21.The file was transferred to Nyeri on 17/11/08 and registered as Nyeri HCCC No. 158 of 2008. The plaint was amended on 21/8/2010 to introduce plot number 2787/52/XII registered in the name of the Municipal Council of Nanyuki. The file was later moved to the ELC and given the number ELC Case No. 679 of 2014 before ending up in the Nanyuki Chief Magistrate’s Court as Nanyuki CMCCC No. 51 of 2018. In the Further Amended Plaint, the Appellant sought cancellation of the leases issued to the 4th Respondent and the defunct Municipal Council of Nanyuki as well as rectification of the register to have the plots registered in his name. He also sought eviction of the 4th Respondent and the County Government of Laikipia from the two plots.
22.When the matter came up for hearing on 16/12/2020, Mr. Mwangi told the court that it would be unsafe to proceed with the case against the County Government of Laikipia who may not have been aware of the date after the amendment because it was doubtful whether the pleadings had been served on the new defendant.Unfortunately some pages of the proceedings are missing from the record of appeal and the trial court’s record and so one cannot tell how the trial court resolved the matter. The proceedings suggest that the hearing proceeded between the plaintiff and 4th defendant over plot number 57. In light of these, the Appellant did not prove his claim of ownership of plot number 52 against the 3rd Respondent.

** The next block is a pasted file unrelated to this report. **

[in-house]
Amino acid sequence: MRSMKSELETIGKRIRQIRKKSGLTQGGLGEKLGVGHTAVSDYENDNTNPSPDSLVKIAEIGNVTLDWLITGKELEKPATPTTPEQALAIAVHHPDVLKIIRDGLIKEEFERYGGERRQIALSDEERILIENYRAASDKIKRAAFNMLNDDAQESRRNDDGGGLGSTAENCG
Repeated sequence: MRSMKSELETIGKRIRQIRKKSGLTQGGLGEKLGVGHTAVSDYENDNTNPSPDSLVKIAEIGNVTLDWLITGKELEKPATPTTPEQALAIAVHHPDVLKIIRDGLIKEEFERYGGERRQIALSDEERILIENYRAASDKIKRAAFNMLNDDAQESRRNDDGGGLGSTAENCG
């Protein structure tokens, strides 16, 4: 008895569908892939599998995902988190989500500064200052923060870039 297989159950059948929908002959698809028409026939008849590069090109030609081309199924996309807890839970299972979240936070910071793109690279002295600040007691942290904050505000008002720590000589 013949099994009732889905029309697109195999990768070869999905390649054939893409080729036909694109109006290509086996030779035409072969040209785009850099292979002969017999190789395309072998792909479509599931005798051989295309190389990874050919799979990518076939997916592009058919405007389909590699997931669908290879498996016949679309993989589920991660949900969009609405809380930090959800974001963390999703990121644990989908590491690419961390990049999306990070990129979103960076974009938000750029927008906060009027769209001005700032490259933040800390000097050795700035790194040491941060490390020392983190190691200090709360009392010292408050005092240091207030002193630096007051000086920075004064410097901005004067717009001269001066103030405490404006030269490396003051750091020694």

23.The Appellant failed to prove that the 4th Respondent obtained registration of the land known as Nanyuki Municipality/Block 4/62 through fraud. He failed to prove ownership of parcel number 2787/57/XII.
24.Appeal dismissed, with each party bearing its costs.